Daimler Truck and BP have announced plans to work together to help accelerate the introduction of a hydrogen refuelling network for UK freight transport.
The two companies will pilot both the development of hydrogen infrastructure and the introduction of hydrogen-powered fuel-cell trucks in the UK.
Under their memorandum of understanding, BP expects to initially design, construct, operate and supply a network of up to 25 hydrogen truck refuelling stations across the UK by 2030. BP would supply these stations with ‘green’ hydrogen – generated from water using renewable power. Complementing this, Daimler Truck expects to deliver hydrogen-powered fuel-cell trucks to its UK customers from 2025.
Karin Rådström, CEO of Mercedes-Benz Trucks and member of the Board of Management at Daimler Truck, said: “We are consistently pursuing our vision of CO2-neutral transport. Especially for CO2-neutral long-haul road transportation, the hydrogen-powered fuel-cell drive will become indispensable in the future.
“Together with BP, we want to jointly develop and scale the required hydrogen infrastructure by putting our hydrogen-powered fuel-cell trucks into our customers’ hands and thus supporting the decarbonization of the UK freight network. At the same time, political support plays an important role in promoting the creation of an infrastructure for green hydrogen and making an economically viable use of fuel-cell trucks possible for our customers.”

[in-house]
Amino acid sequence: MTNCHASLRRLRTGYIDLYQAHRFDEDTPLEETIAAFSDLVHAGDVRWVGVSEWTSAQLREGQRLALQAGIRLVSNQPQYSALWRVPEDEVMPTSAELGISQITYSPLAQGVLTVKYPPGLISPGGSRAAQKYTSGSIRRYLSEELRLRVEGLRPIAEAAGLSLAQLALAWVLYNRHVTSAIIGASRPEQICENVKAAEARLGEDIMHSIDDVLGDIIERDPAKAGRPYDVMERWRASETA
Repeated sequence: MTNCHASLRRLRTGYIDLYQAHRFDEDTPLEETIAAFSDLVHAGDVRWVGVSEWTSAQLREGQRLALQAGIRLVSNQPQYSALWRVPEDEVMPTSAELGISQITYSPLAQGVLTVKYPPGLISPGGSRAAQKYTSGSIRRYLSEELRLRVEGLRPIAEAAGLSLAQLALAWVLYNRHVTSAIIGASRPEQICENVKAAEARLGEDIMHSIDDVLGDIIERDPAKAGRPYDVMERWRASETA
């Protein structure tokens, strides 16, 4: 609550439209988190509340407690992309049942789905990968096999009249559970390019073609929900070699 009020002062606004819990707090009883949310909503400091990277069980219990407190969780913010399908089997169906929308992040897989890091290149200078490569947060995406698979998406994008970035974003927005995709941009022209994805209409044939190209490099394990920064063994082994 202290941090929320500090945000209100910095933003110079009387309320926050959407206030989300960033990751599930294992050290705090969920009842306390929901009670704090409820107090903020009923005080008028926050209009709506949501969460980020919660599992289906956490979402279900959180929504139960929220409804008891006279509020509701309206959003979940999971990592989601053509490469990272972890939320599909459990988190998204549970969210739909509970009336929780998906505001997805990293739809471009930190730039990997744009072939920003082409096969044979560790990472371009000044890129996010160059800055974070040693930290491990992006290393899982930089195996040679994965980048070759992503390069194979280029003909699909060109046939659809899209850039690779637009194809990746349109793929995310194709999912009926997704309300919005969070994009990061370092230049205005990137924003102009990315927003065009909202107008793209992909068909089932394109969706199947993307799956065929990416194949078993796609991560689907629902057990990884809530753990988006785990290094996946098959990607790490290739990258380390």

Emma Delaney, BP’s executive vice president for customer and products, added: “Hydrogen is critical to decarbonizing hard-to-abate sectors – and for heavy and long-distance freight it is sometimes the only answer. Working with a leading manufacturer like Daimler Truck, we can accelerate the deployment of both vehicles and infrastructure and pioneer the use of hydrogen to fuel the next generation of UK freight. From producing and supplying hydrogen through to building and operating the fuelling stations, BP is perfectly positioned to transform transport and ultimately build a better energy future.”
Daimler Truck is testing a new enhanced prototype of its Mercedes-Benz GenH2 Truck on public roads in Germany. The first series-produced GenH2 Truck are expected to be handed over to customers starting in 2027. Daimler Truck has a clear preference for liquid hydrogen. In this state, the energy carrier has a far higher energy density in relation to volume than gaseous hydrogen. As a result, the tanks of a fuel-cell truck using liquid hydrogen are much smaller and, due to the lower pressure, significantly lighter. This gives the trucks more cargo space and a higher payload. At the same time, more hydrogen can be carried, which significantly increases the trucks’ range.
BP aims to develop a leading market position producing and supplying low-carbon hydrogen. In the UK, BP has plans to build a hydrogen-producing facility in Teesside, which could produce 1GW of blue hydrogen, produced from natural gas integrated with carbon capture and storage. BP is also exploring the potential for green hydrogen in the region, including supporting the development of Teesside as the UK’s first hydrogen transport hub. These activities support the UK government’s target of developing 5GW of hydrogen production by 2030.